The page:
1) “Miracle Workers: Oregon Trail,” 10:30 p.m., TBS. There’s a wondrous range to Daniel Radcliffe (shown here). Yes, he delivers the sweetness that made him perfect for Harry Potter; but he’s also a song-and-dance man, a Tony-nominee on Broadway. Now both skills surface: The Rev. Ezekiel (Radcliffe) wanders into a rough (albeit gentrified) saloon, takes a drink and transforms. It’s a great performance.
2) “Motherland: Fort Salem,” 10 p.m., Freeform. Blessed (or cursed) with fierce powers, Raelle is suddenly the center of the universe. The Camarilla kidnapped her, trying to harvest her skills; others – the Army, the Spree, her long-absent mother – try to rescue her. There’s a convergence that also includes the vengeance mission of Abigail and Adil. The result is a strong and compelling tale of witches; like many of stories involving kidnapping and confinement, however, it’s also extremely violent and nasty.
3) Olympics. The morning is stuffed with live coverage. Peacock has seven finals (three gymnastics, four track-and-field) from 4-11 a.m.ET; USA has men’s quarter-finals at 8 a.m. (basketball) and 9:50 (volleyball). NBC repeats many of those in the afternoon (noon to 5 p.m. ET) or at night (after 8). Live coverage at night includes men’s beach volleyball (CNBC) and women’s 400-meter hurdles (NBC).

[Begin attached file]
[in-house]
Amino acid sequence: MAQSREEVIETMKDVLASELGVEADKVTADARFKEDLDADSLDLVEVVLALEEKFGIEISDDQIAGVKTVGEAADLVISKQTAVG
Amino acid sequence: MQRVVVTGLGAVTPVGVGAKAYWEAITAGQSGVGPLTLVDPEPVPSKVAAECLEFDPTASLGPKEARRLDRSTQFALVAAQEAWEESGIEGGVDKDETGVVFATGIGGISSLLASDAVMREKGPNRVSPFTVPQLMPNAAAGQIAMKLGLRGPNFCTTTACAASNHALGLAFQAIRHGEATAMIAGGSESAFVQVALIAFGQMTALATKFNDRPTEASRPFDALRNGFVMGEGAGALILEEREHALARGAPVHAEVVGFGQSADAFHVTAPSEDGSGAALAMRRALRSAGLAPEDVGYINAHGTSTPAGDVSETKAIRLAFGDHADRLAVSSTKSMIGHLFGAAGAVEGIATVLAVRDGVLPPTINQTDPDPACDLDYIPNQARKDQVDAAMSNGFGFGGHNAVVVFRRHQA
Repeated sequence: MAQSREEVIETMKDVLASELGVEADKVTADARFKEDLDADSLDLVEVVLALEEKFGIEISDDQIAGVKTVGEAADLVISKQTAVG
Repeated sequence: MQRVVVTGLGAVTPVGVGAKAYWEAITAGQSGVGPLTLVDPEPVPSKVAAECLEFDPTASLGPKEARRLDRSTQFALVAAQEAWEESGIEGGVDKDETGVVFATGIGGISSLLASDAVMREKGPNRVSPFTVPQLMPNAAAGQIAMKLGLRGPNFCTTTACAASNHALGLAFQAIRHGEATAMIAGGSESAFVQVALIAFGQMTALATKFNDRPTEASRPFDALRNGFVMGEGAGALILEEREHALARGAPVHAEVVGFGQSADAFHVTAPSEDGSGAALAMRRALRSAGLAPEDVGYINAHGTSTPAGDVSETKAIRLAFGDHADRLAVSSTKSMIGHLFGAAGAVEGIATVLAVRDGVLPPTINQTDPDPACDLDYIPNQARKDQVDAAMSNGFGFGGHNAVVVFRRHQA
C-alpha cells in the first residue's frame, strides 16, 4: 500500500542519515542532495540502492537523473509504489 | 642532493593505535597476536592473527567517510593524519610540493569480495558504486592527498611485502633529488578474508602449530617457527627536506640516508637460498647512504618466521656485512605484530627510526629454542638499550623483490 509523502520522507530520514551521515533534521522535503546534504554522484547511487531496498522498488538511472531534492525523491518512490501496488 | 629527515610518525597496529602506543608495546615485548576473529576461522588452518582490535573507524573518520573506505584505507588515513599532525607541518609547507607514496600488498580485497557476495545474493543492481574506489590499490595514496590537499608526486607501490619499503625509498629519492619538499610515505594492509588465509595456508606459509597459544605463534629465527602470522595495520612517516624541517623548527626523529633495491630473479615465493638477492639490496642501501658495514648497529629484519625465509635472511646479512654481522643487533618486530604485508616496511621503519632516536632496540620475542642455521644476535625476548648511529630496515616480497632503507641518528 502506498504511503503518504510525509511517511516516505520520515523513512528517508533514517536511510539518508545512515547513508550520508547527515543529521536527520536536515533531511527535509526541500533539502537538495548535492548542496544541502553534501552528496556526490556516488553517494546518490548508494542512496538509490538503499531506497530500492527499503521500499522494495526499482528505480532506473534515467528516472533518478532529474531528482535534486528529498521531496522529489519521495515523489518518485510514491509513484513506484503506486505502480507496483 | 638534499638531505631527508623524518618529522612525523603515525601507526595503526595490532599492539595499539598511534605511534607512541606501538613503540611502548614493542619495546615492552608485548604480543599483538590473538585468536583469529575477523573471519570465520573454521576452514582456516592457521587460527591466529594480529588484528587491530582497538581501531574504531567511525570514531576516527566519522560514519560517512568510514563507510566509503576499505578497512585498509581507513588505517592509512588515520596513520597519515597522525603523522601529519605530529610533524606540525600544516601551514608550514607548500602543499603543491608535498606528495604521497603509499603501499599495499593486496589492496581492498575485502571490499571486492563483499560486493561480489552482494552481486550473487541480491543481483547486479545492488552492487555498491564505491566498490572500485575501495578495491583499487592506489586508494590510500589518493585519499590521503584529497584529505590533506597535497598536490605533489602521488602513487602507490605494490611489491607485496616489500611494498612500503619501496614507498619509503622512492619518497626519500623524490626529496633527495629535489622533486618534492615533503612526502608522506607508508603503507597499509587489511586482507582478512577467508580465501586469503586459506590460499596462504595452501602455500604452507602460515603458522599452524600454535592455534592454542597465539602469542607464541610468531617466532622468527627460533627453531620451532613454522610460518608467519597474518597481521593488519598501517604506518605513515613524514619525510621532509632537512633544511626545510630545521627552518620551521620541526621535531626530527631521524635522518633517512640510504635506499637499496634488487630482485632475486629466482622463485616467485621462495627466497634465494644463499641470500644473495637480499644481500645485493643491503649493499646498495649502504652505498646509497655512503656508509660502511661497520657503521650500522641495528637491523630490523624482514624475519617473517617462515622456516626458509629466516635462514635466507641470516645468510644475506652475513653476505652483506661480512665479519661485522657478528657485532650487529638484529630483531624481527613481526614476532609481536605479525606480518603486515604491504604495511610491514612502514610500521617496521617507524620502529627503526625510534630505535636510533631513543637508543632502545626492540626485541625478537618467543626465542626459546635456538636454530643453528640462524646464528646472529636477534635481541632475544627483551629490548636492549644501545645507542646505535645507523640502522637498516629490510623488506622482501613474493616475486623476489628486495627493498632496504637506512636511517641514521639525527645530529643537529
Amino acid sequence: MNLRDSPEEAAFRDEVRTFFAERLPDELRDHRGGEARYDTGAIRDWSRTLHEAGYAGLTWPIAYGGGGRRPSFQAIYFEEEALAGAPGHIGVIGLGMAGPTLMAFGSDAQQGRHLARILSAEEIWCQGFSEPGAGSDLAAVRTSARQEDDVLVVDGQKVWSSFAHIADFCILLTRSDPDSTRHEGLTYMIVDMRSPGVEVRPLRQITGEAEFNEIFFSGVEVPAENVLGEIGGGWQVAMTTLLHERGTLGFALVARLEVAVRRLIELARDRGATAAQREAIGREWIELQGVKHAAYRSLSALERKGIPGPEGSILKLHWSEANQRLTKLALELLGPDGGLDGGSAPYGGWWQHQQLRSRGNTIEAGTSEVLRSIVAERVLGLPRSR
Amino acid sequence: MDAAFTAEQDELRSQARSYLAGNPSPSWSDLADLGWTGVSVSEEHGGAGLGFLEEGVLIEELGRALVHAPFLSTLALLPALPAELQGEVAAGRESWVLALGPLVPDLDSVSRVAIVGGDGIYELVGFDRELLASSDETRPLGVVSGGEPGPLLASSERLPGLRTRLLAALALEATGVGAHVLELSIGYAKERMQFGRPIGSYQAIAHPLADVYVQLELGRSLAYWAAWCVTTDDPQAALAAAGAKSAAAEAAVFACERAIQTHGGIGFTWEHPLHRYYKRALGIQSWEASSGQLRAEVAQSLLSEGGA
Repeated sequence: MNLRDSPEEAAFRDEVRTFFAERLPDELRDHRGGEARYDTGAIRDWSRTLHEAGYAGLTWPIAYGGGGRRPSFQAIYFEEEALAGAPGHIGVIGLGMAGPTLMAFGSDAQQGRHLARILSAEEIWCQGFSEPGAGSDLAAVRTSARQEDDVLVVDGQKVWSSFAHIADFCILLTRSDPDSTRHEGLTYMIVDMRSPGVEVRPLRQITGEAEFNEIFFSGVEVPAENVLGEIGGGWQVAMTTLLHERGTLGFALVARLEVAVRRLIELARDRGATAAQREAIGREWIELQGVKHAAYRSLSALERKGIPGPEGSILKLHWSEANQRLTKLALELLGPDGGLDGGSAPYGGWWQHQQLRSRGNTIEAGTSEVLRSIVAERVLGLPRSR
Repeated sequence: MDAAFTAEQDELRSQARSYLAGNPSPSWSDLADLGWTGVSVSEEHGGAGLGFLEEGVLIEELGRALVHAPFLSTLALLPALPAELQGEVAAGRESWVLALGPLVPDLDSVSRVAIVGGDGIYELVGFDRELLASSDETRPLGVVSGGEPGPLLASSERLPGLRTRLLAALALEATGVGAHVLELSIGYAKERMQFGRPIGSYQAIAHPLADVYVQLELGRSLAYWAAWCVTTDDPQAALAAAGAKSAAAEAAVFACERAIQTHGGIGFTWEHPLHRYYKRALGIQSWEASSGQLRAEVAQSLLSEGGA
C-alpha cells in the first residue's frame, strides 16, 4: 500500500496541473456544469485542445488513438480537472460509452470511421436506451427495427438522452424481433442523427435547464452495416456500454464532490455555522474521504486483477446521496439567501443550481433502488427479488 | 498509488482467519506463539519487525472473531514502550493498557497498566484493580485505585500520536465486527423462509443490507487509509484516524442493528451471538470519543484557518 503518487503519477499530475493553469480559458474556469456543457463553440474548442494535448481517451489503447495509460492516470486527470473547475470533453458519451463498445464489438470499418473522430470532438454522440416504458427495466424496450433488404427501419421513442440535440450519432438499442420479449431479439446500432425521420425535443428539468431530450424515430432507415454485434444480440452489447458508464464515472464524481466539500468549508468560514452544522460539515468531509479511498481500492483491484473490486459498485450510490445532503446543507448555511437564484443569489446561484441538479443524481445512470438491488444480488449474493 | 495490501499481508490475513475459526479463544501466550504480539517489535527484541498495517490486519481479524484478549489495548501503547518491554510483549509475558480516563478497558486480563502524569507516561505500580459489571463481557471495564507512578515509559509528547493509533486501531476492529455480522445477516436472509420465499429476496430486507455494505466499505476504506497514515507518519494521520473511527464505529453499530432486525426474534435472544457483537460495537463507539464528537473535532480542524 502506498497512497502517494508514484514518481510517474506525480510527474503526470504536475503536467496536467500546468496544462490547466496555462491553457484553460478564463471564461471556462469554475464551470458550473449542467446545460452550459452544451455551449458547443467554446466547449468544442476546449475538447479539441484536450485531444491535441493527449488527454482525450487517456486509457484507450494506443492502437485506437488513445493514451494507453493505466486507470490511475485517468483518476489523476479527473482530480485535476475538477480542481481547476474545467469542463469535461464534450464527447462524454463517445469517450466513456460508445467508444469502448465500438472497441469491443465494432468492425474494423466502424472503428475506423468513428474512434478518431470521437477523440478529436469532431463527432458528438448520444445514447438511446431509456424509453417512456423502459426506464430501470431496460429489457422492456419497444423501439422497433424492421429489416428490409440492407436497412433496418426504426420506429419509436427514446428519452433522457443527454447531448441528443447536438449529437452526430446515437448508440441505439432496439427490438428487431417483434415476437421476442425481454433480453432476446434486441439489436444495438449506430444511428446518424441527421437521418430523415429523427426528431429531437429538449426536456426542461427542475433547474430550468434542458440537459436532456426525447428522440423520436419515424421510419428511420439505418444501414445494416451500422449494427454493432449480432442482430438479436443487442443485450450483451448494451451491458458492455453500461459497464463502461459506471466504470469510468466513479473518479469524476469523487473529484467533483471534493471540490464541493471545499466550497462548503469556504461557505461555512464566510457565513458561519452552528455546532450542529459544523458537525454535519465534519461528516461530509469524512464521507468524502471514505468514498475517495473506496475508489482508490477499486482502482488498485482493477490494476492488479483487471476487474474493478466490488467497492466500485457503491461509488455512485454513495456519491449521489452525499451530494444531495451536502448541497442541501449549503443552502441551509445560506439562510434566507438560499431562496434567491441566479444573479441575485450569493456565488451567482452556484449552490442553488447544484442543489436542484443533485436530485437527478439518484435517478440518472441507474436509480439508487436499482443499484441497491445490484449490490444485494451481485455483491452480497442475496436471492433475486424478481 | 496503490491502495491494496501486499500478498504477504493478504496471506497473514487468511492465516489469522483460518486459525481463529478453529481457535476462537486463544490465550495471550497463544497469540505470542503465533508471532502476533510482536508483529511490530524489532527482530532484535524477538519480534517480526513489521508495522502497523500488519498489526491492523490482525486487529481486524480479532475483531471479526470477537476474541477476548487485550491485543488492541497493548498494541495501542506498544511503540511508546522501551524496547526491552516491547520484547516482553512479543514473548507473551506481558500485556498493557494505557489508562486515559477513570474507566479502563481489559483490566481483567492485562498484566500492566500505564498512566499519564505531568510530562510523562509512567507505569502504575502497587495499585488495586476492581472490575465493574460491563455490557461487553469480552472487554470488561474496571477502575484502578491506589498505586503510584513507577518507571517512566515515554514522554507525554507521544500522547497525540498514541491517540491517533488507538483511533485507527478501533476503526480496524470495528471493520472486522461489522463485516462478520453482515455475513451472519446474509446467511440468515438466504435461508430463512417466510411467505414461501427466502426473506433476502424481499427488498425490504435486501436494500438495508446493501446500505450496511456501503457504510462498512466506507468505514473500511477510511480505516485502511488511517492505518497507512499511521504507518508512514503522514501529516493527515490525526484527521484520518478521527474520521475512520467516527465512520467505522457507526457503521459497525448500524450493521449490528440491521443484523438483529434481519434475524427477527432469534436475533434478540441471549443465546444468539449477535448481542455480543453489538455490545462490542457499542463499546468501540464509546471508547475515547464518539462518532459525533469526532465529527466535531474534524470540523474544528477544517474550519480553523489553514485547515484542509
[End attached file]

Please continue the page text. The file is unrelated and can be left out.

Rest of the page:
4) “American Experience,” 9 and 10 p.m. Tuesday, PBS. During the Olympics, we ponder times when sports and society entwine: In 1936, boxer Max Schmeling — an ex-champ, 30 and past his prime – upset Joe Louis, 22, a rising star. Adolf Hitler saw it as a symbol of Aryan supremacy. That summer, Hitler hosted the Olympics … fuming as Jesse Owens, a Black American, won four gold medals; two years later, Louis beat Schmeling. Here are terrific reruns – Owens at 9, Louis-Schmeling at 10.
5) “Vertigo” (1958), 11:15 p.m. ET, Turner Classic Movies. Kim Novak, now 88, has been retired for three decades, but her legacy is impressive. Here are some strong examples– the sultry “Picnic” (1955) at 6 p.m. ET, the light “Bell, Book and Candle” (1958) at 8, an interview at TCM’s 2013 Classic Film Festival at 10 and then this sleek, smart Alfred Hitchcock film.